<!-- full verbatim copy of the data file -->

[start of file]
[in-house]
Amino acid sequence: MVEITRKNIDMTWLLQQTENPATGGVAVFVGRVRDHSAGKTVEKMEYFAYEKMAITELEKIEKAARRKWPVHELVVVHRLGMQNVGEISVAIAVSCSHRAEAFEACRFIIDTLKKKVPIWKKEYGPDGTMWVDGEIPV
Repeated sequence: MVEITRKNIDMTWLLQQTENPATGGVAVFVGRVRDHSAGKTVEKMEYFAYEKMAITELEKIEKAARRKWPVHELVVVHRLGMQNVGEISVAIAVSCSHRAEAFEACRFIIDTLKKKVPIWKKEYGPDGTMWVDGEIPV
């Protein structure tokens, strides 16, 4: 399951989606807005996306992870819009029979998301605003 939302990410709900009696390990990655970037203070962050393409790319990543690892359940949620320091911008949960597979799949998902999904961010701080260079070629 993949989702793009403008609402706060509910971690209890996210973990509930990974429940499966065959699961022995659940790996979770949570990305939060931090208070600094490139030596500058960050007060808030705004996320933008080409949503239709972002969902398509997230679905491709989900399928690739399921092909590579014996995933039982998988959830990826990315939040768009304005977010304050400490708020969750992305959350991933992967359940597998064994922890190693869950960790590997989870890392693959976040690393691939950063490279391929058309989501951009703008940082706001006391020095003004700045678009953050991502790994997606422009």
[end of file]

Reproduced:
[in-house]
Amino acid sequence: MVEITRKNIDMTWLLQQTENPATGGVAVFVGRVRDHSAGKTVEKMEYFAYEKMAITELEKIEKAARRKWPVHELVVVHRLGMQNVGEISVAIAVSCSHRAEAFEACRFIIDTLKKKVPIWKKEYGPDGTMWVDGEIPV
Repeated sequence: MVEITRKNIDMTWLLQQTENPATGGVAVFVGRVRDHSAGKTVEKMEYFAYEKMAITELEKIEKAARRKWPVHELVVVHRLGMQNVGEISVAIAVSCSHRAEAFEACRFIIDTLKKKVPIWKKEYGPDGTMWVDGEIPV
């Protein structure tokens, strides 16, 4: 399951989606807005996306992870819009029979998301605003 939302990410709900009696390990990655970037203070962050393409790319990543690892359940949620320091911008949960597979799949998902999904961010701080260079070629 993949989702793009403008609402706060509910971690209890996210973990509930990974429940499966065959699961022995659940790996979770949570990305939060931090208070600094490139030596500058960050007060808030705004996320933008080409949503239709972002969902398509997230679905491709989900399928690739399921092909590579014996995933039982998988959830990826990315939040768009304005977010304050400490708020969750992305959350991933992967359940597998064994922890190693869950960790590997989870890392693959976040690393691939950063490279391929058309989501951009703008940082706001006391020095003004700045678009953050991502790994997606422009």